Broken Promises, Lies and Unpaid Players: The Tainted Minds Case

The Oceanic region of professional League of Legends is a commonly overlooked corner of the eSports scene, but has been brought to the attention of fans from across the globe in light of a recent scandal. The Tainted Minds organisation are feeling the full force of a community backlash, with Riot Games similarly facing criticism for their poor handling of the case.

An investigation is now looking into the allegations of unpaid players and internal disputes, all stemming from ex-player Tristan “Cake” Côté-Lalumière 2,200 word manifesto which shed light on the issues within the organisation. Ranging from unpaid players to terrible living conditions, the team’s former roster are threatening to sue the team owners for their dishonesty.

Tainted Minds Players
Source: oce.lolesports

Team houses have been upheld as the ideal model for professional gamers and professional teams to create an optimal practice environment, yet Tristan begins his manifesto by stating that the gaming house did not live up to promises made by the organisation”

“- no computers
– 500 ping internet, unable to watch any streams or vods
– $50 ikea chairs (we were promised gaming chairs afterwards but they never came)
– house is really dirty, walking barefoot in the house makes your feet go black
– no working AC
– only 1 working shower, took a month and a half to fix the second shower.
– Fas and Nick rooms didn’t have doors, Fas finally got one after about 2 months, and Nick never got his
– no laundry machine, Fas used to go do our laundry, but after she stopped getting paid, we had no way of doing it. We finally got a washer/dryer machine that worked on 4 hours and 8 hours cycles, but only after 2 months.”

Tristan “Cake”  Côté-Lalumière

The ability to compile an entire dossier of issue with a gaming house is certainly a bad start to relations between a player and their respective team. Things may have reached a peak for the team however, when they went without groceries for roughly 10 days. The team was asked to take time to set up online delivery, this is due to manager “Fas” no longer being paid to do so. Tristan even states it would take up to four days for someone from Tainted Minds to answer their questions.

What’s worse than having no food for a gaming team? The roster’s internet started to suffer severe packet loss and the team could barely even play the game, review vods or watch videos. The house had no air conditioning, was infected by mould, had sanitation issues, and was generally unpleasant, forcing players to move the operation to an internet cafe for a fortnight.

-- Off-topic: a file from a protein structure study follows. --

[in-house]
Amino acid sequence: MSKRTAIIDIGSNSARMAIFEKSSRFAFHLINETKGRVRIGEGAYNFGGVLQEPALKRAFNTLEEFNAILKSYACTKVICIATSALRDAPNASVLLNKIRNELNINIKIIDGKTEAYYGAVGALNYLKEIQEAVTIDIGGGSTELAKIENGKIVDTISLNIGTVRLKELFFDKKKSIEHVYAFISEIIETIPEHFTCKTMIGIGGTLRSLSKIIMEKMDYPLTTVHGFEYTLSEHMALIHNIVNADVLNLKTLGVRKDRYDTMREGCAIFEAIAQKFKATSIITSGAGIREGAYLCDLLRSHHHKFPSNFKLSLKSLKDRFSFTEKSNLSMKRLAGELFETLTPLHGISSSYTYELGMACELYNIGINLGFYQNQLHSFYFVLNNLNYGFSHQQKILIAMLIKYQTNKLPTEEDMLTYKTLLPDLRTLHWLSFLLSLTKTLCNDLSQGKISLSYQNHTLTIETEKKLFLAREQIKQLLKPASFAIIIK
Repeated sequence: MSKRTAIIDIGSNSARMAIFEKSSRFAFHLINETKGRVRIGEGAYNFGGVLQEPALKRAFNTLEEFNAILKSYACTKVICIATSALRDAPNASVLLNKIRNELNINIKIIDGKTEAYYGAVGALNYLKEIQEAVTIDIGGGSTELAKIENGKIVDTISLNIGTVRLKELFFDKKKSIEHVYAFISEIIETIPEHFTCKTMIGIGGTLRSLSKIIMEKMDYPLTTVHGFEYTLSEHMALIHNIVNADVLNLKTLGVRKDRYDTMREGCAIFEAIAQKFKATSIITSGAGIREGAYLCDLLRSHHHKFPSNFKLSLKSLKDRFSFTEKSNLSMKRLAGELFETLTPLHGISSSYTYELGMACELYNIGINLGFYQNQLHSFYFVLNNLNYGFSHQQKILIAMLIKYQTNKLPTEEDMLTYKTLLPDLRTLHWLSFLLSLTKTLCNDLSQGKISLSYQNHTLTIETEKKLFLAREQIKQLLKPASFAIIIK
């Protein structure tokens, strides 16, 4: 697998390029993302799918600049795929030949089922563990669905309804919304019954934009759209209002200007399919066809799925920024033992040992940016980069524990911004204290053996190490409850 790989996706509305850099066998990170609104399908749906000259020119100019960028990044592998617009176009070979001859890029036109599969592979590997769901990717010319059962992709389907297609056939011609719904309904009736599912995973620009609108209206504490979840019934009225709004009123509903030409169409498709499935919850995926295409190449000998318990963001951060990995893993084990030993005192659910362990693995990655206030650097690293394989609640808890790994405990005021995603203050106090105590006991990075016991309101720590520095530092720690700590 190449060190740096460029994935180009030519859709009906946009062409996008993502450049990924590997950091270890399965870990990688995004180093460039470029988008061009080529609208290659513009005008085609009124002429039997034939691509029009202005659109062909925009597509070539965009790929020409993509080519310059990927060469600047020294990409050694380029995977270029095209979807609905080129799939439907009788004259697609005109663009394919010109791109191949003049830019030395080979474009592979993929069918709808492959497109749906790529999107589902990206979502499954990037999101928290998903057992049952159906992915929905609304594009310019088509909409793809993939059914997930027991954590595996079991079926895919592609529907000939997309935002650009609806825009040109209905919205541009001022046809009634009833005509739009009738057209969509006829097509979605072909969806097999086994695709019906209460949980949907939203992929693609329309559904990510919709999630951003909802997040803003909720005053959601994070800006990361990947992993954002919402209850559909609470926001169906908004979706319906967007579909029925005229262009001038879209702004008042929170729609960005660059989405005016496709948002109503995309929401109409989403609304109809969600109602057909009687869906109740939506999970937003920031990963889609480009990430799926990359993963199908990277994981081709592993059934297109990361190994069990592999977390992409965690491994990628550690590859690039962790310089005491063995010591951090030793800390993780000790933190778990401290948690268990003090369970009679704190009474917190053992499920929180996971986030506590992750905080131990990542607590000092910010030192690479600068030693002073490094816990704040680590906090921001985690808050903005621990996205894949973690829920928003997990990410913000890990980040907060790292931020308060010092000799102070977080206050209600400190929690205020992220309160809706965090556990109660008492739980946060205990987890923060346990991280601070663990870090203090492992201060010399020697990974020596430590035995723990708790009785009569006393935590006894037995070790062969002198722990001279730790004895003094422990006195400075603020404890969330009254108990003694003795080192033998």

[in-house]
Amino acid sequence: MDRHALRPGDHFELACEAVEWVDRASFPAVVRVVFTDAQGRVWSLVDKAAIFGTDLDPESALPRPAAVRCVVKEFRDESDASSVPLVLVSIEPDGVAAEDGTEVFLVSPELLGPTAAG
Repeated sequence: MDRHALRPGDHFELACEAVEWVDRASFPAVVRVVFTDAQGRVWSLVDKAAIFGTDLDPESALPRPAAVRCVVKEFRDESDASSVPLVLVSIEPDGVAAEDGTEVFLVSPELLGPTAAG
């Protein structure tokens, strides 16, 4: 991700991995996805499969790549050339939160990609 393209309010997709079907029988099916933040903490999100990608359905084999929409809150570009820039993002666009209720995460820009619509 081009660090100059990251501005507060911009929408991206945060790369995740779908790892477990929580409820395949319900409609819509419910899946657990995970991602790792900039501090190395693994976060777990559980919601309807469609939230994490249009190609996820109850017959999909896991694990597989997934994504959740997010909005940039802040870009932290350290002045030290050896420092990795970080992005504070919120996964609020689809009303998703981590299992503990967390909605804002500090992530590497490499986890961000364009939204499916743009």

Source: Youtube

Understandably, the team turned to Riot Games in hope of salvation. A mediation meeting was called between the affected parties, supposed to take place before the OPL Spring Split began, allowing the players ample opportunity to prepare for the forthcoming competition. In reality, the meeting did not occur until three weeks into the split after multiple excuses from both Riot Games and the Tainted Minds organisation.

Initially, Riot Games employee Chris Schubert was tasked with handling the case, though he was later relieved of his duties after there were issues with conflict of interest flagged, given that he was close friends with the Team Manager. The case was then handed to David Ringland, who also had ties to the Tainted Minds organisation – he had previously convinced an investor to invest in the OPL, which in turn lead to the creation of the professional team.

Although the meeting itself was under a non-disclosure agreement, Cake revealed that the meeting did nothing to help with any of the prevailing issues. The team returned to Daniel to outline the issues not being addressed, clearly stating their displeasure; the team even considered not playing in week 4 of the OPL. They were swiftly told that they had to play irregardless, criticised for not “thinking of the fans”.

The team rallied and played their scheduled series for week 4, before terminating their contracts immediately afterwards. Unwilling to release the players from the ordeal, Twisted Minds informed the roster that their contracts were not terminated and as a result Riot’s inactivity, Tristan later sought legal council in order to finalise the termination of his contract. Riot’s Oceanic division sat back and did very little.

After the team’s roster and manager went public with the information, Riot Games have since announced the launch of an investigation into the organisation, likely to have been prompted by the outcry for the global League of Legends community.

With issues like this having arisen in the past – a famous example being Team Impulse in the NA LCS – something has to be done in the future to protect players. It appears time and time again as if Riot Games are taking little action to first prevent, and subsequently deal with, scandals of this nature. Perhaps the argument could be made that similar cases have been all but eliminated from the cherished LCS, but there is apparently little being done to stop other organisations from exploiting their players in League of Legends’ developing regions.

A potential solution being brought forward by the community is to have a 3rd party mediate these kinds of disputes. An exterior organisation that teams and players can confide in to provide support and guidance would certainly lower the chance of this happening.

There needs to be protection for professional gamers across the globe, especially those in under-developed regions. Cases such as Tainted Minds not only halt the growth of professional League of Legends in other regions, but tarnish the reputation of all eSports as a sustainable businesses; all eSports are stained by the same brush.